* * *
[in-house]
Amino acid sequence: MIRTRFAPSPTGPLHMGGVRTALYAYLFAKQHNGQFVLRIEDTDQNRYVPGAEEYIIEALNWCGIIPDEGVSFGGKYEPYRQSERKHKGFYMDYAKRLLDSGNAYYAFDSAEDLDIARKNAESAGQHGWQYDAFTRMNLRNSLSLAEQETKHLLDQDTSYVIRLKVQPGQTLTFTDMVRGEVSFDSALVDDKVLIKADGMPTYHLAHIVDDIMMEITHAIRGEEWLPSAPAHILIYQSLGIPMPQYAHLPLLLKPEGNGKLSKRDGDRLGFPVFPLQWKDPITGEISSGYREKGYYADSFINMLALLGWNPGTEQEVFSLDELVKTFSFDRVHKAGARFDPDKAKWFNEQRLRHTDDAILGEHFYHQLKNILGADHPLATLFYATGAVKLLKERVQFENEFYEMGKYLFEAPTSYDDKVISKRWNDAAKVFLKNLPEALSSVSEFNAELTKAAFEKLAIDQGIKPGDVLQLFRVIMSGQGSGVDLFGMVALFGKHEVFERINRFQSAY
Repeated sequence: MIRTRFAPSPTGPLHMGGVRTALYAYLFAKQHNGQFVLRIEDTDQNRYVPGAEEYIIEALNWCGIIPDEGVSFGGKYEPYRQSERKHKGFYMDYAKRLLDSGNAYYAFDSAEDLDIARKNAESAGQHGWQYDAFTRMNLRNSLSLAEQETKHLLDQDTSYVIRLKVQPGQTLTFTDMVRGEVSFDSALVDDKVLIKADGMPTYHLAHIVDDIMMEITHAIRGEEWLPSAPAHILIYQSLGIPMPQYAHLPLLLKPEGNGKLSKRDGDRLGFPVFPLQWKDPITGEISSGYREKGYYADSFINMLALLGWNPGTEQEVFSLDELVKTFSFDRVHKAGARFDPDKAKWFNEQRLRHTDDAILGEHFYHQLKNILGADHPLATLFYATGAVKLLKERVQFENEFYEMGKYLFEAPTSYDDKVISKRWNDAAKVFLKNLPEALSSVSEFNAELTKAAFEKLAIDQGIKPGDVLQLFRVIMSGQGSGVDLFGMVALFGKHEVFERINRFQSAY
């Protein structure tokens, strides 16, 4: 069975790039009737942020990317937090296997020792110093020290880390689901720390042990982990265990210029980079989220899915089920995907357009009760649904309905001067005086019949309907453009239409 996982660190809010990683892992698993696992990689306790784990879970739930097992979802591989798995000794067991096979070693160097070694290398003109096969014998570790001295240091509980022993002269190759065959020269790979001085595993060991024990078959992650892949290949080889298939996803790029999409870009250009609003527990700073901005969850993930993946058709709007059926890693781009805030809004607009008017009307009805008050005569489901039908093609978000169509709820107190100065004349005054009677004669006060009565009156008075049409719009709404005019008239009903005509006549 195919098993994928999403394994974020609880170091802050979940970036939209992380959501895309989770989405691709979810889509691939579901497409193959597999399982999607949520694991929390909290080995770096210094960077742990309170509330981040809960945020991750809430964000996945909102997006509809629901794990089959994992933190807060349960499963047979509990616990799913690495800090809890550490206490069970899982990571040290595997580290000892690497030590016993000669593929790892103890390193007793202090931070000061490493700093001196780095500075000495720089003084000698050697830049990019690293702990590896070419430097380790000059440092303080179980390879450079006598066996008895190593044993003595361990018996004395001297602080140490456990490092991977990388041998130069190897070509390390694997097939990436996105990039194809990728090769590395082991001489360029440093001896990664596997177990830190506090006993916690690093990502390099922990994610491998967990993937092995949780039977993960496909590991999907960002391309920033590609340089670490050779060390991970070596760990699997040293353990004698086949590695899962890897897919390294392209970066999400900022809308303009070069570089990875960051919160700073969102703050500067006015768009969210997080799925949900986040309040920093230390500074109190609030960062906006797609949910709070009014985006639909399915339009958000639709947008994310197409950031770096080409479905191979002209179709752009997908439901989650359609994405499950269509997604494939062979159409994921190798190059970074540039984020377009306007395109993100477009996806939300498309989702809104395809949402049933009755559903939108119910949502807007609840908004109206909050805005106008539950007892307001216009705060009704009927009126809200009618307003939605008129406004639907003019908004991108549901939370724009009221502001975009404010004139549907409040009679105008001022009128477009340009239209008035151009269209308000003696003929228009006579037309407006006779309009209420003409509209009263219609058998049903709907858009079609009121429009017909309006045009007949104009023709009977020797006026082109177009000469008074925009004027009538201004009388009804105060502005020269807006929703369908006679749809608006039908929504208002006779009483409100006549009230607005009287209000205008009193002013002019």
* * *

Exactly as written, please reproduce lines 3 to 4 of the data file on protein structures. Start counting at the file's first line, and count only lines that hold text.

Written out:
Repeated sequence: MIRTRFAPSPTGPLHMGGVRTALYAYLFAKQHNGQFVLRIEDTDQNRYVPGAEEYIIEALNWCGIIPDEGVSFGGKYEPYRQSERKHKGFYMDYAKRLLDSGNAYYAFDSAEDLDIARKNAESAGQHGWQYDAFTRMNLRNSLSLAEQETKHLLDQDTSYVIRLKVQPGQTLTFTDMVRGEVSFDSALVDDKVLIKADGMPTYHLAHIVDDIMMEITHAIRGEEWLPSAPAHILIYQSLGIPMPQYAHLPLLLKPEGNGKLSKRDGDRLGFPVFPLQWKDPITGEISSGYREKGYYADSFINMLALLGWNPGTEQEVFSLDELVKTFSFDRVHKAGARFDPDKAKWFNEQRLRHTDDAILGEHFYHQLKNILGADHPLATLFYATGAVKLLKERVQFENEFYEMGKYLFEAPTSYDDKVISKRWNDAAKVFLKNLPEALSSVSEFNAELTKAAFEKLAIDQGIKPGDVLQLFRVIMSGQGSGVDLFGMVALFGKHEVFERINRFQSAY
């Protein structure tokens, strides 16, 4: 069975790039009737942020990317937090296997020792110093020290880390689901720390042990982990265990210029980079989220899915089920995907357009009760649904309905001067005086019949309907453009239409 996982660190809010990683892992698993696992990689306790784990879970739930097992979802591989798995000794067991096979070693160097070694290398003109096969014998570790001295240091509980022993002269190759065959020269790979001085595993060991024990078959992650892949290949080889298939996803790029999409870009250009609003527990700073901005969850993930993946058709709007059926890693781009805030809004607009008017009307009805008050005569489901039908093609978000169509709820107190100065004349005054009677004669006060009565009156008075049409719009709404005019008239009903005509006549 195919098993994928999403394994974020609880170091802050979940970036939209992380959501895309989770989405691709979810889509691939579901497409193959597999399982999607949520694991929390909290080995770096210094960077742990309170509330981040809960945020991750809430964000996945909102997006509809629901794990089959994992933190807060349960499963047979509990616990799913690495800090809890550490206490069970899982990571040290595997580290000892690497030590016993000669593929790892103890390193007793202090931070000061490493700093001196780095500075000495720089003084000698050697830049990019690293702990590896070419430097380790000059440092303080179980390879450079006598066996008895190593044993003595361990018996004395001297602080140490456990490092991977990388041998130069190897070509390390694997097939990436996105990039194809990728090769590395082991001489360029440093001896990664596997177990830190506090006993916690690093990502390099922990994610491998967990993937092995949780039977993960496909590991999907960002391309920033590609340089670490050779060390991970070596760990699997040293353990004698086949590695899962890897897919390294392209970066999400900022809308303009070069570089990875960051919160700073969102703050500067006015768009969210997080799925949900986040309040920093230390500074109190609030960062906006797609949910709070009014985006639909399915339009958000639709947008994310197409950031770096080409479905191979002209179709752009997908439901989650359609994405499950269509997604494939062979159409994921190798190059970074540039984020377009306007395109993100477009996806939300498309989702809104395809949402049933009755559903939108119910949502807007609840908004109206909050805005106008539950007892307001216009705060009704009927009126809200009618307003939605008129406004639907003019908004991108549901939370724009009221502001975009404010004139549907409040009679105008001022009128477009340009239209008035151009269209308000003696003929228009006579037309407006006779309009209420003409509209009263219609058998049903709907858009079609009121429009017909309006045009007949104009023709009977020797006026082109177009000469008074925009004027009538201004009388009804105060502005020269807006929703369908006679749809608006039908929504208002006779009483409100006549009230607005009287209000205008009193002013002019």